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The Night Sky of January

Dr. Wayne Wooten
Professor of Astronomy

For January 2010, the Moon will be a day past full on New Year's Day. The first two weeks find the moon waning in the morning sky. The waning gibbous moon passes six degrees south of Mars on January 3rd, with both rising about 9 PM in east. The last quarter moon sits high in the sky about six degrees south of Saturn overhead on the morning of January 6th. The new moon is on January 15th, and creates an annular solar eclipse visible in the Indian Ocean. The waxing crescent moon passes north of Jupiter in the southwestern evening sky on January 17th, with first quarter on the 23rd, and Full Moon on January 30th to end the month. For northern Indian tribes, this was the Wolf or Snow Moon….before global warning, obviously….

While the naked eye, dark adapted by several minutes away from any bright lights, is a wonderful instrument to stare up into deep space, far beyond our own Milky Way, binoculars are better for spotting specific deep sky objects. For a detailed map of northern hemisphere skies, about January 1st visit the website and download the map for January; it will have a more extensive calendar, and list of best objects for the naked eyes, binoculars, and scopes on the back of the map. Also available as the next month begins is wonderful video exploring the January sky, featuring many different objects, available from the Hubble Space Telescope website at:

Mercury and Venus lie too close to sun for good viewing this January. Mars will be coming to opposition on January 29th, rising in the east at sunset, and closest and largest in the scope until 2012. Its red disk will reveal surface detail and polar caps with moderate sized amateur scopes at 200X and higher. It will be the brightest think in the eastern evening sky for all of the winter of 2010. But Jupiter is about to vanish into the Sun's glare, low in the SW by the end of the month. This is an interesting month for Saturn. Children will be disappointed, for the famed rings are still very thin, but starting to open up week by week! They were edge on as seen from the Earth last fall, and will be tilted 27 degrees toward us at solstice in 2017, when they will double the planet's present brightness. Saturn is in the morning sky in the tail of Leo now, but comes to opposition and moves into evening sky by end of March.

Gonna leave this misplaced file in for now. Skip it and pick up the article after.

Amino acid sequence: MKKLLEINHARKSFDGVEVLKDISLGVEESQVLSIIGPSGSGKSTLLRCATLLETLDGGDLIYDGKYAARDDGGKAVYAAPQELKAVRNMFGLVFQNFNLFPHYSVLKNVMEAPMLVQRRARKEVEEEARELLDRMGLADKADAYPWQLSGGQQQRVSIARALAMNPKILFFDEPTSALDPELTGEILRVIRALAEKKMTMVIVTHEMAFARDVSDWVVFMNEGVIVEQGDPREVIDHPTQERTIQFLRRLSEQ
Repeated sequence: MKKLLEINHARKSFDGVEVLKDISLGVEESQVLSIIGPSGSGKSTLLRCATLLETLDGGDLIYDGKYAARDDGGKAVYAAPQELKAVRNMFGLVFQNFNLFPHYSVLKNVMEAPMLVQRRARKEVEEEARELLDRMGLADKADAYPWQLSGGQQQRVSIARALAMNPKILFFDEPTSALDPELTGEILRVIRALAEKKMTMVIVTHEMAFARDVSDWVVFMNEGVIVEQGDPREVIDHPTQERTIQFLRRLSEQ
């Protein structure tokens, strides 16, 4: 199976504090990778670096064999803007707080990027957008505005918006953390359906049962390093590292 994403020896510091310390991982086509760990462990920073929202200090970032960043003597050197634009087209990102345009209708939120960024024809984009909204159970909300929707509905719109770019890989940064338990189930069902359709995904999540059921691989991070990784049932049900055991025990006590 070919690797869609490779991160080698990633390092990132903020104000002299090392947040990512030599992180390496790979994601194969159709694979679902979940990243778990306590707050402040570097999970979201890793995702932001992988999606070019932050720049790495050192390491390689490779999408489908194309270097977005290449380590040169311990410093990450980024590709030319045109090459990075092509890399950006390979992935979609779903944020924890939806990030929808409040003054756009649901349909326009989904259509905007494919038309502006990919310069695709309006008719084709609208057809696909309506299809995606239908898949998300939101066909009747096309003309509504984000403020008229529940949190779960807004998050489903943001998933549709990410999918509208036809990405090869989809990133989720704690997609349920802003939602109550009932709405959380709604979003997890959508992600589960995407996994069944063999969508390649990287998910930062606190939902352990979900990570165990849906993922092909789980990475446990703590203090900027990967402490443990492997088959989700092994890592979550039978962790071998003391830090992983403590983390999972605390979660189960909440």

The square of Pegasus dominates the western sky. The constellation Cassiopeia makes a striking W in the NW. She contains many nice star clusters for binocular users in her outer arm of our Milky Way, extending to the NE now. Her daughter, Andromeda, starts with the NE corner star of Pegasus'' Square, and goes NE with two more bright stars in a row. It is from the middle star, beta Andromeda, that we proceed about a quarter the way to the top star in the W of Cassiopeia, and look for a faint blur with the naked eye. M-31, the Andromeda Galaxy, is the most distant object visible with the naked eye, lying about 2.5 million light years distant. Overhead is Andromeda's hero, Perseus, rises. Between him and Cassiopeia is the fine Double Cluster, faintly visible with the naked eye and two fine binocular objects in the same field. Perseus contains the famed eclipsing binary star Algol, where the Arabs imagined the eye of the gorgon Medusa would lie. It fades to a third its normal brightness for six out of every 70 hours, as a larger but cooler orange giant covers about 80% of the smaller but hotter and thus brighter companion as seen from Earth.